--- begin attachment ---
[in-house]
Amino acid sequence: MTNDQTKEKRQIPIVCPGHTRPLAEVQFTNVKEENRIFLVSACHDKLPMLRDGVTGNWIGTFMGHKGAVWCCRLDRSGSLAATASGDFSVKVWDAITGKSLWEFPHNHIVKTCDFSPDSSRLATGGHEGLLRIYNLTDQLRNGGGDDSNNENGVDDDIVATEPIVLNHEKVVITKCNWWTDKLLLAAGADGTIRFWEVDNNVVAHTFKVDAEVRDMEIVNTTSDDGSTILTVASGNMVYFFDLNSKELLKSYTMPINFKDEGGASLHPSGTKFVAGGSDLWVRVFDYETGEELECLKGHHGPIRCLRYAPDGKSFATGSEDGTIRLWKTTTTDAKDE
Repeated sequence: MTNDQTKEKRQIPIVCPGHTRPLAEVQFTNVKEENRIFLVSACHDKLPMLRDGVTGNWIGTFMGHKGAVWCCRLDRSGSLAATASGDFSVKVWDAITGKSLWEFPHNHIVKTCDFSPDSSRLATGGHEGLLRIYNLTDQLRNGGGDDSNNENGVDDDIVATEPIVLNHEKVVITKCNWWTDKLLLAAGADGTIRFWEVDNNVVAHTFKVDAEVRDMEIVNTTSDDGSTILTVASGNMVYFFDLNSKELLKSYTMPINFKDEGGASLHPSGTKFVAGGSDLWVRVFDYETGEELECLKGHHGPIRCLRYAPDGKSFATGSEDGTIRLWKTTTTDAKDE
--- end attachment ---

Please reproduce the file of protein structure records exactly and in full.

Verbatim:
[in-house]
Amino acid sequence: MTNDQTKEKRQIPIVCPGHTRPLAEVQFTNVKEENRIFLVSACHDKLPMLRDGVTGNWIGTFMGHKGAVWCCRLDRSGSLAATASGDFSVKVWDAITGKSLWEFPHNHIVKTCDFSPDSSRLATGGHEGLLRIYNLTDQLRNGGGDDSNNENGVDDDIVATEPIVLNHEKVVITKCNWWTDKLLLAAGADGTIRFWEVDNNVVAHTFKVDAEVRDMEIVNTTSDDGSTILTVASGNMVYFFDLNSKELLKSYTMPINFKDEGGASLHPSGTKFVAGGSDLWVRVFDYETGEELECLKGHHGPIRCLRYAPDGKSFATGSEDGTIRLWKTTTTDAKDE
Repeated sequence: MTNDQTKEKRQIPIVCPGHTRPLAEVQFTNVKEENRIFLVSACHDKLPMLRDGVTGNWIGTFMGHKGAVWCCRLDRSGSLAATASGDFSVKVWDAITGKSLWEFPHNHIVKTCDFSPDSSRLATGGHEGLLRIYNLTDQLRNGGGDDSNNENGVDDDIVATEPIVLNHEKVVITKCNWWTDKLLLAAGADGTIRFWEVDNNVVAHTFKVDAEVRDMEIVNTTSDDGSTILTVASGNMVYFFDLNSKELLKSYTMPINFKDEGGASLHPSGTKFVAGGSDLWVRVFDYETGEELECLKGHHGPIRCLRYAPDGKSFATGSEDGTIRLWKTTTTDAKDE